– ABC News’ Devin Dwyer
Oct 31, 9:48 AM EDT
What to know about the cases
The justices on Monday will hear two major cases, the first starting at 10 a.m. regarding affirmative action at the University of North Carolina. The second case of the day will be about the policy at Harvard University.
Students for Fair Admissions, a group of students and parents led by conservative activist Edward Blum, has led the opposition to race-conscious admissions policies.
The organization sued the schools in 2014, alleging illegal racial discrimination against Asian American applicants during the admissions process. The schools have countered that court precedent makes clear that the consideration of race is allowed to address inequality.
A federal district court rejected SFFA’s claims, as did an appeals court. Now, the Supreme Court is being asked to weigh in on 40 years of precedent.
More information about the cases can be found here.
Oct 31, 9:33 AM EDT
College students share their views on affirmative action
Ahead of the oral arguments at the Supreme Court on Monday, ABC News spoke with college students from public and private colleges on what they think about the decades-old admissions policy.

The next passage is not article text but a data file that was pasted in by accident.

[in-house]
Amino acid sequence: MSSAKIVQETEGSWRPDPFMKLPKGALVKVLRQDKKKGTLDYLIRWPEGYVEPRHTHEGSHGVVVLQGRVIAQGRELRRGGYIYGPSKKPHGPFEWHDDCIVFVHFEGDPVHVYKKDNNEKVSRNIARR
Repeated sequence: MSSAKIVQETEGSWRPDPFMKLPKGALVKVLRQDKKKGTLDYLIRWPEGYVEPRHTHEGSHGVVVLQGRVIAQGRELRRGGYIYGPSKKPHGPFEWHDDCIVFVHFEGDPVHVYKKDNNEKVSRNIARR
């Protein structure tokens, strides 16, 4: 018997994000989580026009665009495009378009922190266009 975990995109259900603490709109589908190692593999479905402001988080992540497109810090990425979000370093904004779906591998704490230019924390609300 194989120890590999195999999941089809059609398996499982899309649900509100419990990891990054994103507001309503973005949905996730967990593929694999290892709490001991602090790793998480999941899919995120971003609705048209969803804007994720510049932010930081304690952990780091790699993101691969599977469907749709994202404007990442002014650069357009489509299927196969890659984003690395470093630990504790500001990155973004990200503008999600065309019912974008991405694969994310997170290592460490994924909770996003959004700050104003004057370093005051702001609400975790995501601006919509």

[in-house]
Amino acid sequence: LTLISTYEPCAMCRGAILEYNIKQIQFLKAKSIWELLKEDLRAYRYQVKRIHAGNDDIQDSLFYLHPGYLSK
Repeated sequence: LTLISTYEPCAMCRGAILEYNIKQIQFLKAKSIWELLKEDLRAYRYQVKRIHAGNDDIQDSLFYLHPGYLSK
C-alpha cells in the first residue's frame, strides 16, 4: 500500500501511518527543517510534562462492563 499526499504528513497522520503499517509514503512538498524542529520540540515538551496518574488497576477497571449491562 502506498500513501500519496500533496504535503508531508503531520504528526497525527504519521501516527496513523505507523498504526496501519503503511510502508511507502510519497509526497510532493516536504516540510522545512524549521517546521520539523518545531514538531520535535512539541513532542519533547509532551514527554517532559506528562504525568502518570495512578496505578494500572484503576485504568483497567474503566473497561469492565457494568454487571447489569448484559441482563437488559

Some students said the race-conscious policy was meaningful and important. One junior at Harvard University, one of the schools where affirmative action is being challenged, said: “We can’t just look at singular, individual numbers to determine who is most qualified or who should belong. We have to look at what adversity that they faced, what opportunities they have, how did they use those? Taking race into account is very important to ensure that we have a fair representation of people.”
Another student from Fordham University believed not including race on in the admissions process would provide a “more holistic review” of the applicant.
“You kind of get to see the student academically, what they really are,” they said. “You read a personal statement, you see their SAT scores. I think that in itself should say more about the student than the race.”